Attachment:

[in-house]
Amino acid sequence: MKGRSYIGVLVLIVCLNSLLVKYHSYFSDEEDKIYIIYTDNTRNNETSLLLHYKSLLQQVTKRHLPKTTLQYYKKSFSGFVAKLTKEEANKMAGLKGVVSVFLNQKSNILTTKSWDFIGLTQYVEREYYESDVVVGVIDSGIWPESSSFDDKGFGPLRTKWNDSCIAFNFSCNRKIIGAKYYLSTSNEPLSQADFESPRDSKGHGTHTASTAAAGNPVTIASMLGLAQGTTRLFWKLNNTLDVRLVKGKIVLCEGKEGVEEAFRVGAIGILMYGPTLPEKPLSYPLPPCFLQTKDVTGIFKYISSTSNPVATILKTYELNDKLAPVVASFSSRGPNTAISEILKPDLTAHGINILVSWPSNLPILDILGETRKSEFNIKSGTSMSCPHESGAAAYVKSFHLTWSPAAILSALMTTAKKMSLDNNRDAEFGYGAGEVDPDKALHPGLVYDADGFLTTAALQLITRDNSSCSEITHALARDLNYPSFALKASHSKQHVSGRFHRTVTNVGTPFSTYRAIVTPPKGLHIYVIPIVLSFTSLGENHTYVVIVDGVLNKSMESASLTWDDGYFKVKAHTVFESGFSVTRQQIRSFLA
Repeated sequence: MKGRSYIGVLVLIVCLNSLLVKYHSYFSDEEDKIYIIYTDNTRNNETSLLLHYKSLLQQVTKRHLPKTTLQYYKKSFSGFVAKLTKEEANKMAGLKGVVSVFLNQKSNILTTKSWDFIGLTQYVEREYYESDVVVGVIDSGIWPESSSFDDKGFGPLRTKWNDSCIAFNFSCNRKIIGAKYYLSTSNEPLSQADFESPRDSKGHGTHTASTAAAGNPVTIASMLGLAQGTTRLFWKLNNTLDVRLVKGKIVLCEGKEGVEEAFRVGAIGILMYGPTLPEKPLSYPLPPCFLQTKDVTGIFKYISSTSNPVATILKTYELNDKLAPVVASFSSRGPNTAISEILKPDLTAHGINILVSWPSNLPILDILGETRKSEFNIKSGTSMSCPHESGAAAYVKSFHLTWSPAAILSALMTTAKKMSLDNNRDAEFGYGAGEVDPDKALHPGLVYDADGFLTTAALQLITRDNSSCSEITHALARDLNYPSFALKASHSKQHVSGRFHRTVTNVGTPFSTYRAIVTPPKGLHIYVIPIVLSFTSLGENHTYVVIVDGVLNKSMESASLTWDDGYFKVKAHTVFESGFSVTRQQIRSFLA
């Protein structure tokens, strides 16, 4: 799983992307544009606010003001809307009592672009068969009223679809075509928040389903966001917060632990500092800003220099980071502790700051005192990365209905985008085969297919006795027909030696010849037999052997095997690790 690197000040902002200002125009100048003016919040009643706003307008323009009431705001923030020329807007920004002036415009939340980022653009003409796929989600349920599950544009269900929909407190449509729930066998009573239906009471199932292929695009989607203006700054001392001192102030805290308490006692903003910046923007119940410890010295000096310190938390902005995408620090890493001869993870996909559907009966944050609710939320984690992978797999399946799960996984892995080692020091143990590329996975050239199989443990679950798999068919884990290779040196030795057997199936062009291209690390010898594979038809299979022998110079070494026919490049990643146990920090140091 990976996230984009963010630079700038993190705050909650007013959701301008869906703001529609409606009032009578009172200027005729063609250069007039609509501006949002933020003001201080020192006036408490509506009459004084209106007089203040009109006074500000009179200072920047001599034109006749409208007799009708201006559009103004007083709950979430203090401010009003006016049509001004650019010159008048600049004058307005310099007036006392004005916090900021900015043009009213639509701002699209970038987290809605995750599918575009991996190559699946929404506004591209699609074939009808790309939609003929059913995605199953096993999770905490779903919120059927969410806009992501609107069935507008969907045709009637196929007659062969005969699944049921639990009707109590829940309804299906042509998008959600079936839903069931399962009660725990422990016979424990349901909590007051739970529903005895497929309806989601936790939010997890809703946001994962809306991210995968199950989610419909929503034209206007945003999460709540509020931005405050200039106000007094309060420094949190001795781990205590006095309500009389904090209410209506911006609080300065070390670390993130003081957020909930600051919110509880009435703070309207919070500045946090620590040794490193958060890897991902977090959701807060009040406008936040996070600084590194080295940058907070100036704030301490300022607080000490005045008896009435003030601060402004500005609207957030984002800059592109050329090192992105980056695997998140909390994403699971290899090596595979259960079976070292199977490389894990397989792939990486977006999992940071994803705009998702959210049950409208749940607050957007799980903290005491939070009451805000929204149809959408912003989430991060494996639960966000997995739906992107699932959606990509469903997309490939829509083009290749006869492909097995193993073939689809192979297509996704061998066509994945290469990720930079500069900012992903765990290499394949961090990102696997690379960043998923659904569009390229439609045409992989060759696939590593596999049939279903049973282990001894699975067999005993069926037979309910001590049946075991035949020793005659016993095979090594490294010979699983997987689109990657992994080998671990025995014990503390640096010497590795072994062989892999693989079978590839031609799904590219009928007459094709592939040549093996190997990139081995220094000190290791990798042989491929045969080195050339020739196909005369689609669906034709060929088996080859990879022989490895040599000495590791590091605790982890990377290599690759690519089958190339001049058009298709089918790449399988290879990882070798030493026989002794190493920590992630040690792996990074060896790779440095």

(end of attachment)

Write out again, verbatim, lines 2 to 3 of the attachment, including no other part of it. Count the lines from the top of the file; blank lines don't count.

Amino acid sequence: MKGRSYIGVLVLIVCLNSLLVKYHSYFSDEEDKIYIIYTDNTRNNETSLLLHYKSLLQQVTKRHLPKTTLQYYKKSFSGFVAKLTKEEANKMAGLKGVVSVFLNQKSNILTTKSWDFIGLTQYVEREYYESDVVVGVIDSGIWPESSSFDDKGFGPLRTKWNDSCIAFNFSCNRKIIGAKYYLSTSNEPLSQADFESPRDSKGHGTHTASTAAAGNPVTIASMLGLAQGTTRLFWKLNNTLDVRLVKGKIVLCEGKEGVEEAFRVGAIGILMYGPTLPEKPLSYPLPPCFLQTKDVTGIFKYISSTSNPVATILKTYELNDKLAPVVASFSSRGPNTAISEILKPDLTAHGINILVSWPSNLPILDILGETRKSEFNIKSGTSMSCPHESGAAAYVKSFHLTWSPAAILSALMTTAKKMSLDNNRDAEFGYGAGEVDPDKALHPGLVYDADGFLTTAALQLITRDNSSCSEITHALARDLNYPSFALKASHSKQHVSGRFHRTVTNVGTPFSTYRAIVTPPKGLHIYVIPIVLSFTSLGENHTYVVIVDGVLNKSMESASLTWDDGYFKVKAHTVFESGFSVTRQQIRSFLA
Repeated sequence: MKGRSYIGVLVLIVCLNSLLVKYHSYFSDEEDKIYIIYTDNTRNNETSLLLHYKSLLQQVTKRHLPKTTLQYYKKSFSGFVAKLTKEEANKMAGLKGVVSVFLNQKSNILTTKSWDFIGLTQYVEREYYESDVVVGVIDSGIWPESSSFDDKGFGPLRTKWNDSCIAFNFSCNRKIIGAKYYLSTSNEPLSQADFESPRDSKGHGTHTASTAAAGNPVTIASMLGLAQGTTRLFWKLNNTLDVRLVKGKIVLCEGKEGVEEAFRVGAIGILMYGPTLPEKPLSYPLPPCFLQTKDVTGIFKYISSTSNPVATILKTYELNDKLAPVVASFSSRGPNTAISEILKPDLTAHGINILVSWPSNLPILDILGETRKSEFNIKSGTSMSCPHESGAAAYVKSFHLTWSPAAILSALMTTAKKMSLDNNRDAEFGYGAGEVDPDKALHPGLVYDADGFLTTAALQLITRDNSSCSEITHALARDLNYPSFALKASHSKQHVSGRFHRTVTNVGTPFSTYRAIVTPPKGLHIYVIPIVLSFTSLGENHTYVVIVDGVLNKSMESASLTWDDGYFKVKAHTVFESGFSVTRQQIRSFLA